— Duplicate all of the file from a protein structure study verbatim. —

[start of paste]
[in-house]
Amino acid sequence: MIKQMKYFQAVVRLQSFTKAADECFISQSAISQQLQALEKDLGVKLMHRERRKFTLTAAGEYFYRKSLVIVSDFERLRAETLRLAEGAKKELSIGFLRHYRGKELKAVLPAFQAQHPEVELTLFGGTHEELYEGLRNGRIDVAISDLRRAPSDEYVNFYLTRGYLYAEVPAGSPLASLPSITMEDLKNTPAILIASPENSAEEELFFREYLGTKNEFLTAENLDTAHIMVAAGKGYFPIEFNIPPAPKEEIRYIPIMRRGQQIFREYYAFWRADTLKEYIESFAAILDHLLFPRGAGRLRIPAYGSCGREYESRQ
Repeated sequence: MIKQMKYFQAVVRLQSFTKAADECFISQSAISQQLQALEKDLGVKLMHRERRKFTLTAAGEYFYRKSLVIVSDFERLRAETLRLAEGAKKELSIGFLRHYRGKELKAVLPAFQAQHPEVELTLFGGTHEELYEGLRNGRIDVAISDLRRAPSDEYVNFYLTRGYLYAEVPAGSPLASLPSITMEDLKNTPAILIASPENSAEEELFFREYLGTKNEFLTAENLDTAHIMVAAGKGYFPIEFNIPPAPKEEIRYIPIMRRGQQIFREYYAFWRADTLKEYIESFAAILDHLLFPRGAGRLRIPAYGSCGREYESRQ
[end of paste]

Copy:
[in-house]
Amino acid sequence: MIKQMKYFQAVVRLQSFTKAADECFISQSAISQQLQALEKDLGVKLMHRERRKFTLTAAGEYFYRKSLVIVSDFERLRAETLRLAEGAKKELSIGFLRHYRGKELKAVLPAFQAQHPEVELTLFGGTHEELYEGLRNGRIDVAISDLRRAPSDEYVNFYLTRGYLYAEVPAGSPLASLPSITMEDLKNTPAILIASPENSAEEELFFREYLGTKNEFLTAENLDTAHIMVAAGKGYFPIEFNIPPAPKEEIRYIPIMRRGQQIFREYYAFWRADTLKEYIESFAAILDHLLFPRGAGRLRIPAYGSCGREYESRQ
Repeated sequence: MIKQMKYFQAVVRLQSFTKAADECFISQSAISQQLQALEKDLGVKLMHRERRKFTLTAAGEYFYRKSLVIVSDFERLRAETLRLAEGAKKELSIGFLRHYRGKELKAVLPAFQAQHPEVELTLFGGTHEELYEGLRNGRIDVAISDLRRAPSDEYVNFYLTRGYLYAEVPAGSPLASLPSITMEDLKNTPAILIASPENSAEEELFFREYLGTKNEFLTAENLDTAHIMVAAGKGYFPIEFNIPPAPKEEIRYIPIMRRGQQIFREYYAFWRADTLKEYIESFAAILDHLLFPRGAGRLRIPAYGSCGREYESRQ